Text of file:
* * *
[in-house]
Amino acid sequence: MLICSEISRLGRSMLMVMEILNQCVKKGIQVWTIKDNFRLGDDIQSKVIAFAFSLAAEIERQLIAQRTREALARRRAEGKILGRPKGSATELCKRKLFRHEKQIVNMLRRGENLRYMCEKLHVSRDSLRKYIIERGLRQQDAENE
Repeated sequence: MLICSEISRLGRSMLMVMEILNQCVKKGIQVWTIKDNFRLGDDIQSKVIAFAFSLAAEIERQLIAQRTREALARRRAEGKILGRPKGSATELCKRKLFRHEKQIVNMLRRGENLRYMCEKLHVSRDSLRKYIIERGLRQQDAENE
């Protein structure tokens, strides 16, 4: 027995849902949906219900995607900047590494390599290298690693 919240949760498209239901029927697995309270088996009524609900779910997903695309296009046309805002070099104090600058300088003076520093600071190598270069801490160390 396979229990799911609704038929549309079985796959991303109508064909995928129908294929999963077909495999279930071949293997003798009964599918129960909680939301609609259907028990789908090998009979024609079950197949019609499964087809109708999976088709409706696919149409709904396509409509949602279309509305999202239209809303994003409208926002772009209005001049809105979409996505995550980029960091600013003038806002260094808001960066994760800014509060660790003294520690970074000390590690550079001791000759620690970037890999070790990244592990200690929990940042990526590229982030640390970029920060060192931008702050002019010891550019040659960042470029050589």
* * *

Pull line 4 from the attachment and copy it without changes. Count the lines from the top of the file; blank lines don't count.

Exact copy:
């Protein structure tokens, strides 16, 4: 027995849902949906219900995607900047590494390599290298690693 919240949760498209239901029927697995309270088996009524609900779910997903695309296009046309805002070099104090600058300088003076520093600071190598270069801490160390 396979229990799911609704038929549309079985796959991303109508064909995928129908294929999963077909495999279930071949293997003798009964599918129960909680939301609609259907028990789908090998009979024609079950197949019609499964087809109708999976088709409706696919149409709904396509409509949602279309509305999202239209809303994003409208926002772009209005001049809105979409996505995550980029960091600013003038806002260094808001960066994760800014509060660790003294520690970074000390590690550079001791000759620690970037890999070790990244592990200690929990940042990526590229982030640390970029920060060192931008702050002019010891550019040659960042470029050589």